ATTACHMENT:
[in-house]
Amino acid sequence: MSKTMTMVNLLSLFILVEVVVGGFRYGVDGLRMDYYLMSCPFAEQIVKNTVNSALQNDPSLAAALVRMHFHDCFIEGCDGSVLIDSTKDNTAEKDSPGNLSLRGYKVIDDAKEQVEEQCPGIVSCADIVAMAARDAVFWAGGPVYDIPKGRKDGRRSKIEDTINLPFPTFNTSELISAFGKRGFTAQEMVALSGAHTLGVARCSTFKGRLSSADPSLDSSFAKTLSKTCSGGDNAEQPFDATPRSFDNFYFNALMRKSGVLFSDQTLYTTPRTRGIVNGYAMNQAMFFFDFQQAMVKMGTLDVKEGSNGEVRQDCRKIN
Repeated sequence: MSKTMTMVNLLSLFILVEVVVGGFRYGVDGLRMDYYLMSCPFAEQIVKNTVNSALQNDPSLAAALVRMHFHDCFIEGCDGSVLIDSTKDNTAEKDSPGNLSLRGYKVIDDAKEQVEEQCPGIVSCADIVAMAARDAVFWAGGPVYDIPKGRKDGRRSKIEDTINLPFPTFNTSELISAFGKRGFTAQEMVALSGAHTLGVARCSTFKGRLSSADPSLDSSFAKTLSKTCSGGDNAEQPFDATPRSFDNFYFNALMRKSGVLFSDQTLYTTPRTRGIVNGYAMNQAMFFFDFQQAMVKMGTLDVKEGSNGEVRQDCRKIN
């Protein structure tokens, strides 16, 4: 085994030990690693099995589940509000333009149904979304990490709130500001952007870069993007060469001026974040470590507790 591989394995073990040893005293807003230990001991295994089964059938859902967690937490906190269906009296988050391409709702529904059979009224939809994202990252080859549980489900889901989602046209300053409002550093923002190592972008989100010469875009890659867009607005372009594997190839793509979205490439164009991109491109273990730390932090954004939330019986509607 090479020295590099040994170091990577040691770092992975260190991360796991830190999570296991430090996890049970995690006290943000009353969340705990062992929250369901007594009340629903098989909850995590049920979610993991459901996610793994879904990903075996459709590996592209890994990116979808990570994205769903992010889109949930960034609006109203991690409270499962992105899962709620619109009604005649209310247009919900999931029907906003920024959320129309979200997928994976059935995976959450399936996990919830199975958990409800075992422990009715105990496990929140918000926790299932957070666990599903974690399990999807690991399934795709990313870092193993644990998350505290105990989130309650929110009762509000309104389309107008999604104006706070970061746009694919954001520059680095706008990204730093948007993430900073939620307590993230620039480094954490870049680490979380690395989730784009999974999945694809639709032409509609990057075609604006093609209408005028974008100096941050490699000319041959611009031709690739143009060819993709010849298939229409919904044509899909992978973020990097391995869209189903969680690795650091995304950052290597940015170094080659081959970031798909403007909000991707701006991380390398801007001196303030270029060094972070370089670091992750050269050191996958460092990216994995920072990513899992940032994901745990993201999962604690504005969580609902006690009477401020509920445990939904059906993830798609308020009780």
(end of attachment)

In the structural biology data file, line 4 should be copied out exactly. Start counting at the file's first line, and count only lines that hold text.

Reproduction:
């Protein structure tokens, strides 16, 4: 085994030990690693099995589940509000333009149904979304990490709130500001952007870069993007060469001026974040470590507790 591989394995073990040893005293807003230990001991295994089964059938859902967690937490906190269906009296988050391409709702529904059979009224939809994202990252080859549980489900889901989602046209300053409002550093923002190592972008989100010469875009890659867009607005372009594997190839793509979205490439164009991109491109273990730390932090954004939330019986509607 090479020295590099040994170091990577040691770092992975260190991360796991830190999570296991430090996890049970995690006290943000009353969340705990062992929250369901007594009340629903098989909850995590049920979610993991459901996610793994879904990903075996459709590996592209890994990116979808990570994205769903992010889109949930960034609006109203991690409270499962992105899962709620619109009604005649209310247009919900999931029907906003920024959320129309979200997928994976059935995976959450399936996990919830199975958990409800075992422990009715105990496990929140918000926790299932957070666990599903974690399990999807690991399934795709990313870092193993644990998350505290105990989130309650929110009762509000309104389309107008999604104006706070970061746009694919954001520059680095706008990204730093948007993430900073939620307590993230620039480094954490870049680490979380690395989730784009999974999945694809639709032409509609990057075609604006093609209408005028974008100096941050490699000319041959611009031709690739143009060819993709010849298939229409919904044509899909992978973020990097391995869209189903969680690795650091995304950052290597940015170094080659081959970031798909403007909000991707701006991380390398801007001196303030270029060094972070370089670091992750050269050191996958460092990216994995920072990513899992940032994901745990993201999962604690504005969580609902006690009477401020509920445990939904059906993830798609308020009780």